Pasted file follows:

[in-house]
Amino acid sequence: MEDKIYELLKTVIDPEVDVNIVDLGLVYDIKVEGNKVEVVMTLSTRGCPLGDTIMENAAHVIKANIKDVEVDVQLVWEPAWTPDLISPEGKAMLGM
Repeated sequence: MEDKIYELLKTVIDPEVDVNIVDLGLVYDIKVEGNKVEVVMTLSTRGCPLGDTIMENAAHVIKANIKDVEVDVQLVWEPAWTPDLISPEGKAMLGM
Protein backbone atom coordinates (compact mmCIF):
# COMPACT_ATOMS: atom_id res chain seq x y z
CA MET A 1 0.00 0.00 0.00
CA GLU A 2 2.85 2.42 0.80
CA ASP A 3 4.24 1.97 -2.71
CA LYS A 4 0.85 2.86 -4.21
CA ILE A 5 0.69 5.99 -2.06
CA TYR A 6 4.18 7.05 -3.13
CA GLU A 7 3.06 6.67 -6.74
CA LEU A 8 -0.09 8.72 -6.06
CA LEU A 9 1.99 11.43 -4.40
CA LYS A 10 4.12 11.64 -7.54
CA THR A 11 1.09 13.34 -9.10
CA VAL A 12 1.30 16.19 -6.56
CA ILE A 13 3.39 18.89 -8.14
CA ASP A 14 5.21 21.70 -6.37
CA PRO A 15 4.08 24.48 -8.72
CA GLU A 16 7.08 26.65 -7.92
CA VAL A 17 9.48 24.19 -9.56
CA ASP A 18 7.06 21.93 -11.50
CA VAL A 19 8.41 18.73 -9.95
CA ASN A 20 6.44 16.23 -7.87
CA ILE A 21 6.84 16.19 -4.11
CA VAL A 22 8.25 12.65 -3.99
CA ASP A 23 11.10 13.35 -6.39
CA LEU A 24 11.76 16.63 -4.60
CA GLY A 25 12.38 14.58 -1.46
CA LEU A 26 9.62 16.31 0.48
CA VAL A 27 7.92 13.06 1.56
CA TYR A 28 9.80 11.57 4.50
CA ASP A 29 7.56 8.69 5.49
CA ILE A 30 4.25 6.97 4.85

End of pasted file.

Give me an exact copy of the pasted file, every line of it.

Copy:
[in-house]
Amino acid sequence: MEDKIYELLKTVIDPEVDVNIVDLGLVYDIKVEGNKVEVVMTLSTRGCPLGDTIMENAAHVIKANIKDVEVDVQLVWEPAWTPDLISPEGKAMLGM
Repeated sequence: MEDKIYELLKTVIDPEVDVNIVDLGLVYDIKVEGNKVEVVMTLSTRGCPLGDTIMENAAHVIKANIKDVEVDVQLVWEPAWTPDLISPEGKAMLGM
Protein backbone atom coordinates (compact mmCIF):
# COMPACT_ATOMS: atom_id res chain seq x y z
CA MET A 1 0.00 0.00 0.00
CA GLU A 2 2.85 2.42 0.80
CA ASP A 3 4.24 1.97 -2.71
CA LYS A 4 0.85 2.86 -4.21
CA ILE A 5 0.69 5.99 -2.06
CA TYR A 6 4.18 7.05 -3.13
CA GLU A 7 3.06 6.67 -6.74
CA LEU A 8 -0.09 8.72 -6.06
CA LEU A 9 1.99 11.43 -4.40
CA LYS A 10 4.12 11.64 -7.54
CA THR A 11 1.09 13.34 -9.10
CA VAL A 12 1.30 16.19 -6.56
CA ILE A 13 3.39 18.89 -8.14
CA ASP A 14 5.21 21.70 -6.37
CA PRO A 15 4.08 24.48 -8.72
CA GLU A 16 7.08 26.65 -7.92
CA VAL A 17 9.48 24.19 -9.56
CA ASP A 18 7.06 21.93 -11.50
CA VAL A 19 8.41 18.73 -9.95
CA ASN A 20 6.44 16.23 -7.87
CA ILE A 21 6.84 16.19 -4.11
CA VAL A 22 8.25 12.65 -3.99
CA ASP A 23 11.10 13.35 -6.39
CA LEU A 24 11.76 16.63 -4.60
CA GLY A 25 12.38 14.58 -1.46
CA LEU A 26 9.62 16.31 0.48
CA VAL A 27 7.92 13.06 1.56
CA TYR A 28 9.80 11.57 4.50
CA ASP A 29 7.56 8.69 5.49
CA ILE A 30 4.25 6.97 4.85